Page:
One thing Honda has been working up in its marketing hype is the new bike’s unique sound, which Honda claims produces a “fantastically stirring note”. The bike does have a unique sound, partially due to its unusual firing order, but also due to the exhaust system.
The muffler uses a servo-operated valve to quell noise at low rpm that opens at higher rpm to unleash “a truly inspiring, hard-edged V4 howl to stir the emotions”.
Admittedly, I found the sound at idle about as inspiring as a toddler banging on a bongo that has a loose-fitting drumhead. The sound was offbeat and flat. However, once the engine revved, that rich, distinctive V-four drone, which has become a Honda hallmark of sorts, tickled the eardrums.
Oddly, the machine emitted a low-pitched mechanical whirr on take-off and acceleration from low speeds, but it was not intrusive and quite agreeable.
Honda has yet to set Canadian pricing, though Milner hinted it would be in the high teens to low 20s. That puts it on par with its three main competitors, though those machines include saddlebags, items that will be offered as accessories on the VFR.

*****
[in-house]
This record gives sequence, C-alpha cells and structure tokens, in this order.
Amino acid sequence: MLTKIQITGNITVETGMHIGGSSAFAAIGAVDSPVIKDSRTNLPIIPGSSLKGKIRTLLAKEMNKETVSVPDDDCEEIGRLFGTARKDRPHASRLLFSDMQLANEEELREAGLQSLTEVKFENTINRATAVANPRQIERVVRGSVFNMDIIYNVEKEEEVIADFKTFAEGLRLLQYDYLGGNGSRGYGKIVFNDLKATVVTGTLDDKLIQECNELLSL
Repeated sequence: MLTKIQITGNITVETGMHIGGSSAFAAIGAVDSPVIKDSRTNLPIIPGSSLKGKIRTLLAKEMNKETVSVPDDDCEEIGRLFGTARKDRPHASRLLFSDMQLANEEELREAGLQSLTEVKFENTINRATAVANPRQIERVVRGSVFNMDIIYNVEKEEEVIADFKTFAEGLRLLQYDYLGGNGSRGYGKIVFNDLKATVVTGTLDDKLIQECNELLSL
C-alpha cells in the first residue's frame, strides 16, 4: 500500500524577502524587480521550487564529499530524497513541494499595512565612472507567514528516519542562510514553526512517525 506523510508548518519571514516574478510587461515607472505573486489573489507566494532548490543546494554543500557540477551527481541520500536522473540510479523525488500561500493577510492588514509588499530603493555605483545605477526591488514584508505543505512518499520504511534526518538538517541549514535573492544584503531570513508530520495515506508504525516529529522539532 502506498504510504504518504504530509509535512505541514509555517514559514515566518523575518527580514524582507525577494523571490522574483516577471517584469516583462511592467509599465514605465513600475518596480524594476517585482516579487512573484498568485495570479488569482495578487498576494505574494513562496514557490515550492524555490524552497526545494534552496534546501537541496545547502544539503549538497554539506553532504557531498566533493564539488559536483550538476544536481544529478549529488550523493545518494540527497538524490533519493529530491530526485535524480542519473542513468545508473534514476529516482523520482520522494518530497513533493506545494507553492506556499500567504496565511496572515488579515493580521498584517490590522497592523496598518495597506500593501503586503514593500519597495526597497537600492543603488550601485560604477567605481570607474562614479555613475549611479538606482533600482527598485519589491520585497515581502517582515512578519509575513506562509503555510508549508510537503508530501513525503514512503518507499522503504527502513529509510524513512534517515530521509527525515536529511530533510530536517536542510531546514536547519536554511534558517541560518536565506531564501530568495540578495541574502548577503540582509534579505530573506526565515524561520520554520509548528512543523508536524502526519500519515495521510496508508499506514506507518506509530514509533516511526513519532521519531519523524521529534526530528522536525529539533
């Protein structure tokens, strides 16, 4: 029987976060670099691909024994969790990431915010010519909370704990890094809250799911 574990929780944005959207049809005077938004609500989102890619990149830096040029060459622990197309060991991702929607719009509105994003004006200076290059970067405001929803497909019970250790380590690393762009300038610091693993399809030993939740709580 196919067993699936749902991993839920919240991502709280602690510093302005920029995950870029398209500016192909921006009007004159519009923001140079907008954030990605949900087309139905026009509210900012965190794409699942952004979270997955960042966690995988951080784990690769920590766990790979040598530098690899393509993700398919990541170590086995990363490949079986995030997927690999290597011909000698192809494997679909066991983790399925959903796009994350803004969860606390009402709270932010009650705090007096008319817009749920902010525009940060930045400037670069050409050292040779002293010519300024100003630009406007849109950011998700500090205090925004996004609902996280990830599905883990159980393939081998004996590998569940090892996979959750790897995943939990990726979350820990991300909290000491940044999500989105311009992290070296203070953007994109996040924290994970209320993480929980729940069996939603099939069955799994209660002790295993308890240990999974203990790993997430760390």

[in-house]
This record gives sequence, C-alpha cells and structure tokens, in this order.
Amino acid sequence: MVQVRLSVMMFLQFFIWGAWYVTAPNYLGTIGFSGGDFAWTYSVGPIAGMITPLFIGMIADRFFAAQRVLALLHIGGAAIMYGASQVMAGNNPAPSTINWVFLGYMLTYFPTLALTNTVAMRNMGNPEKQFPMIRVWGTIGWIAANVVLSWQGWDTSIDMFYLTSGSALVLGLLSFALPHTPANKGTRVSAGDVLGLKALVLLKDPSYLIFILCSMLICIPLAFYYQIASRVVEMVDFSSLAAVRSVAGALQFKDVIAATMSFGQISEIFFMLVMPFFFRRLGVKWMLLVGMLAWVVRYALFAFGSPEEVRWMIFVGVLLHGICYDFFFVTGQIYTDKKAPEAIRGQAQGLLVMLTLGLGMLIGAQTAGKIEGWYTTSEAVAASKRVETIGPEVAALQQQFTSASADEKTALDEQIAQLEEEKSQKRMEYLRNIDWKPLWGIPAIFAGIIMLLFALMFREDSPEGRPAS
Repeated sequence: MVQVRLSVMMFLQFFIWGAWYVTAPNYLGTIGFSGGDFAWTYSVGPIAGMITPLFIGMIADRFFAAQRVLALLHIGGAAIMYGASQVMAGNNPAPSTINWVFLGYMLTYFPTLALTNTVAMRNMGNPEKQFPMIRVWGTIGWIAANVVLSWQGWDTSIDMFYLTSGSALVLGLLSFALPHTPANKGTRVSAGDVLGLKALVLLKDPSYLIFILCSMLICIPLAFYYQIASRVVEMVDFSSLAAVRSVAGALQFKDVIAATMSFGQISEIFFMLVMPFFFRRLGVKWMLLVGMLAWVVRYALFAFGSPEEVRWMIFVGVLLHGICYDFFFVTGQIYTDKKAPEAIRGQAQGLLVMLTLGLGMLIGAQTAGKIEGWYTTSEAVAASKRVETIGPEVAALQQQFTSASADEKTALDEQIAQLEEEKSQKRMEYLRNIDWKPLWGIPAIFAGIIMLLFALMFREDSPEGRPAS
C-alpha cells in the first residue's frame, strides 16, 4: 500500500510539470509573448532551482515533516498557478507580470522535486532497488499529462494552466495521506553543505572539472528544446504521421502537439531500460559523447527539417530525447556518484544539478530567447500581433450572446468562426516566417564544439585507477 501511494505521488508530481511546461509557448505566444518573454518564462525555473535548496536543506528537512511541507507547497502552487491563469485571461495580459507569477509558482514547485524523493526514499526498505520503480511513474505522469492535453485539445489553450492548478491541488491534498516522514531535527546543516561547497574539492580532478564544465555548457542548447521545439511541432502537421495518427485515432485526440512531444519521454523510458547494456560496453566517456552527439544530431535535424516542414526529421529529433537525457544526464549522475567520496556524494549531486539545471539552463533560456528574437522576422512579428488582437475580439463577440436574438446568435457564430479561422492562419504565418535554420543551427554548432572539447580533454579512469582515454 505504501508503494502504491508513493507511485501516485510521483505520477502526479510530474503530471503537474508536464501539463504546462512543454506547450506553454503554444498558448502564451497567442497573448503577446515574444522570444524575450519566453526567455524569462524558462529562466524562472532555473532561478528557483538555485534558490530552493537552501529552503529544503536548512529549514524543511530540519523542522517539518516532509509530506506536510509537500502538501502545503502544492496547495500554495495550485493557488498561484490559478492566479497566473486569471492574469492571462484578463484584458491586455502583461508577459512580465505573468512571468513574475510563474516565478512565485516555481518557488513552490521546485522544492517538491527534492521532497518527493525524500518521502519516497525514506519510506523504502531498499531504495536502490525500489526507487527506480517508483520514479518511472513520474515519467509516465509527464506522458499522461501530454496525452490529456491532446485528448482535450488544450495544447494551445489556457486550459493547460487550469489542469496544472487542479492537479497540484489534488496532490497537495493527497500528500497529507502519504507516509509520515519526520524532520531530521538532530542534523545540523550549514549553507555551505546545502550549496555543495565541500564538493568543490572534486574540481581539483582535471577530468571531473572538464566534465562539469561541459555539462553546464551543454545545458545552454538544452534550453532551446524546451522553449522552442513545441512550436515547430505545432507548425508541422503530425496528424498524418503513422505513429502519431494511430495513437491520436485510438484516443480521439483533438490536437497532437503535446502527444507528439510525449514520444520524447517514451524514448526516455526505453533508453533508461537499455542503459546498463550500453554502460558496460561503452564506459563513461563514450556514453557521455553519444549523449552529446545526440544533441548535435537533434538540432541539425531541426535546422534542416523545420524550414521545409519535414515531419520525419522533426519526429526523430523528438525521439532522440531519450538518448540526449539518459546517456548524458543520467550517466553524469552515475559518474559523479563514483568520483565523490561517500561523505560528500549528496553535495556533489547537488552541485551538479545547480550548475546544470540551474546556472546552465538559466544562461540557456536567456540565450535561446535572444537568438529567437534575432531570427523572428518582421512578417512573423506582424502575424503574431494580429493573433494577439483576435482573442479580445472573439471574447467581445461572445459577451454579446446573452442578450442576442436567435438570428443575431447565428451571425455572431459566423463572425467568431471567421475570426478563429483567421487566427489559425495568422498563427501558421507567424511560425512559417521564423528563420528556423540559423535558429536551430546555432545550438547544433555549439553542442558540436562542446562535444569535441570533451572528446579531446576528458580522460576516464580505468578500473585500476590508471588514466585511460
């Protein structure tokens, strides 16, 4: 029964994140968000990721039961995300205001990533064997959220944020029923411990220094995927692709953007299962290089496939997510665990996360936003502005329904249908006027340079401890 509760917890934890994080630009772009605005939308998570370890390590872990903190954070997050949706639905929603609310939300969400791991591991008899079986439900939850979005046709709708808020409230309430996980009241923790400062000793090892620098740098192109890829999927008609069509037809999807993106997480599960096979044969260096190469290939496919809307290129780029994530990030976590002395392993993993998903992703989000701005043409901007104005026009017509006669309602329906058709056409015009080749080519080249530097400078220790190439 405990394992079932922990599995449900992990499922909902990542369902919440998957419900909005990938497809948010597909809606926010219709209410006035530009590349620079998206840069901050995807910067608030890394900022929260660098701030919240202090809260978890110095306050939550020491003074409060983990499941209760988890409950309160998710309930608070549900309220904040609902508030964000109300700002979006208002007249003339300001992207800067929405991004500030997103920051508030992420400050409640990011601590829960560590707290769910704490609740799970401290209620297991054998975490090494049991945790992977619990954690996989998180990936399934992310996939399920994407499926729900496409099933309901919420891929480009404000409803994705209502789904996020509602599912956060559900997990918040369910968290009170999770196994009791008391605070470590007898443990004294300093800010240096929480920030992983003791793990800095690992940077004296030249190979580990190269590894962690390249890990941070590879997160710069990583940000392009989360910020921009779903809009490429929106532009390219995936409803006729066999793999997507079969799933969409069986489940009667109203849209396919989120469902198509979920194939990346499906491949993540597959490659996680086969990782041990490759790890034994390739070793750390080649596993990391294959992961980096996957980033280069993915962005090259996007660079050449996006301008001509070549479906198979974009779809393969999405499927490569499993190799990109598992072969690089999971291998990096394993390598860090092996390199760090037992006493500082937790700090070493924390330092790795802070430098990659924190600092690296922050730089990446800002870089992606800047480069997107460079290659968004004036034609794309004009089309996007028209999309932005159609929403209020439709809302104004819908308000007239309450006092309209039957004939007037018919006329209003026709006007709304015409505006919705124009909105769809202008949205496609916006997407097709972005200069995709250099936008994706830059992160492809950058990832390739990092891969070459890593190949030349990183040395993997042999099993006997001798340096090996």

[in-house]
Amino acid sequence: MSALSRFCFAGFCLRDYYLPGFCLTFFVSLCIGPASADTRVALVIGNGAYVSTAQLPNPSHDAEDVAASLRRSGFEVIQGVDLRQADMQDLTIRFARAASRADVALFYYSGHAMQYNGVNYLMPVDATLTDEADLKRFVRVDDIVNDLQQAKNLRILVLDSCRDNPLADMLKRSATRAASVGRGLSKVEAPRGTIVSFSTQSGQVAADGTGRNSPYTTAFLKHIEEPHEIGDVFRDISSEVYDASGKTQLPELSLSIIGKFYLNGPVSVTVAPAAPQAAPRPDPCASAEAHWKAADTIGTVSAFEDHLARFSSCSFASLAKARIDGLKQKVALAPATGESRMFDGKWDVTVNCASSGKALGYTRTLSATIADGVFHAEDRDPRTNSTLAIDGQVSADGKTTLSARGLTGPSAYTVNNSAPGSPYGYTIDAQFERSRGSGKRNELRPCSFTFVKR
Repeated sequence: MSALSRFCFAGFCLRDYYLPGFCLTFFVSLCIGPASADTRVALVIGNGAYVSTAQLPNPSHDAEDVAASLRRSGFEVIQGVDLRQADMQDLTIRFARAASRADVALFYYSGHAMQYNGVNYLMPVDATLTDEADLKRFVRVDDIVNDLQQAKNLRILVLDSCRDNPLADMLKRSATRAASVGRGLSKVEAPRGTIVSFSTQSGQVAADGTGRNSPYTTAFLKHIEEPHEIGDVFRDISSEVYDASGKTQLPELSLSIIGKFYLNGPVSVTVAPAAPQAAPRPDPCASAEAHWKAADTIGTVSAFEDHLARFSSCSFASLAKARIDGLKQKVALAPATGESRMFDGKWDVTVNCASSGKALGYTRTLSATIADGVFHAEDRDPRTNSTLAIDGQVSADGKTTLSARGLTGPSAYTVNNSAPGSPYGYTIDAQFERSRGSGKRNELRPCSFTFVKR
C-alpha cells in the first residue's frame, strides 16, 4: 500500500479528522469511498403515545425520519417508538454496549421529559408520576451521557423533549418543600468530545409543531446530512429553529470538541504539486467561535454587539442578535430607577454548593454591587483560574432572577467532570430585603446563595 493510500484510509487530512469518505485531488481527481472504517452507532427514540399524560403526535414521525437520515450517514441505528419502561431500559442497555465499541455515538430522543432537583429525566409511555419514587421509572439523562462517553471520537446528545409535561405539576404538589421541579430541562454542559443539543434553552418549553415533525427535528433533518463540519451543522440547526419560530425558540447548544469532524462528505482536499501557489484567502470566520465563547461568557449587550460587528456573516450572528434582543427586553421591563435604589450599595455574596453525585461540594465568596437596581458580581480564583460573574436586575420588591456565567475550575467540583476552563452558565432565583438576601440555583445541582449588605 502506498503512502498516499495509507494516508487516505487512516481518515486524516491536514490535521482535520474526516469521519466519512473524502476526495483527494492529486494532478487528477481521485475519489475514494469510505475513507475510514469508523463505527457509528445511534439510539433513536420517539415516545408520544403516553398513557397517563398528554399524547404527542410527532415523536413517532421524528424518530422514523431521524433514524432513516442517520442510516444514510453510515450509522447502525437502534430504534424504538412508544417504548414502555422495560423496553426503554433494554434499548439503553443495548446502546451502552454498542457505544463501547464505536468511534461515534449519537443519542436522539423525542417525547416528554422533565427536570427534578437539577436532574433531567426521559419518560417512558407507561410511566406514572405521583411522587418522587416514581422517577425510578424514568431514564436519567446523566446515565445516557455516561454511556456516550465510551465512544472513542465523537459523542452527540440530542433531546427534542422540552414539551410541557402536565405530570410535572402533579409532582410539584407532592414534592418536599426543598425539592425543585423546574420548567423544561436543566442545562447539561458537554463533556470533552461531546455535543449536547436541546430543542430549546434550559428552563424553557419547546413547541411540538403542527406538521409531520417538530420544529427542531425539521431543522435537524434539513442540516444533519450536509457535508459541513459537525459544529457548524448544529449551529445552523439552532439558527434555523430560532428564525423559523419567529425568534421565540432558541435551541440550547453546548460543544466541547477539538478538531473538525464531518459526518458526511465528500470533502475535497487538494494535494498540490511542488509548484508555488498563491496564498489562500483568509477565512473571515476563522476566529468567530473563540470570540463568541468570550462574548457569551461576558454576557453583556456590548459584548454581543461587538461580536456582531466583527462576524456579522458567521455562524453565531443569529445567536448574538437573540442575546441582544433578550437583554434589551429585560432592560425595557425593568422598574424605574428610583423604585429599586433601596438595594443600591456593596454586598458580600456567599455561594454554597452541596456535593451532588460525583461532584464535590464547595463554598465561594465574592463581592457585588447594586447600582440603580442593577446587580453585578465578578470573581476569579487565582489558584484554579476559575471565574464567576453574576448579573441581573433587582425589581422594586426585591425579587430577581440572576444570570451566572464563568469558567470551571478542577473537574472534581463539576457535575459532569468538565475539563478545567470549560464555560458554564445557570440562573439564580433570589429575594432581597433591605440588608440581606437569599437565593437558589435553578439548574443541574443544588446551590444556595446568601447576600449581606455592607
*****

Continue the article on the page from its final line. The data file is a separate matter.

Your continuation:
We’ll have pricing info as soon as it’s released, and we’ll keep hounding Honda to let us have it for a somewhat more complete ride before the snow falls!
Every time I look at it at the dealership, I want to buy it! I just love the look of this bike :eek The only thing, it’s too pricy :roll It’s more than I paid for my 2009 ST1300, can you believe it? That’s why I purchased a 2009 VFR800A and I’ll wait until I get tired of my ST1300 before buying the new VFR1200. It looks so good though (temptation, temptation…)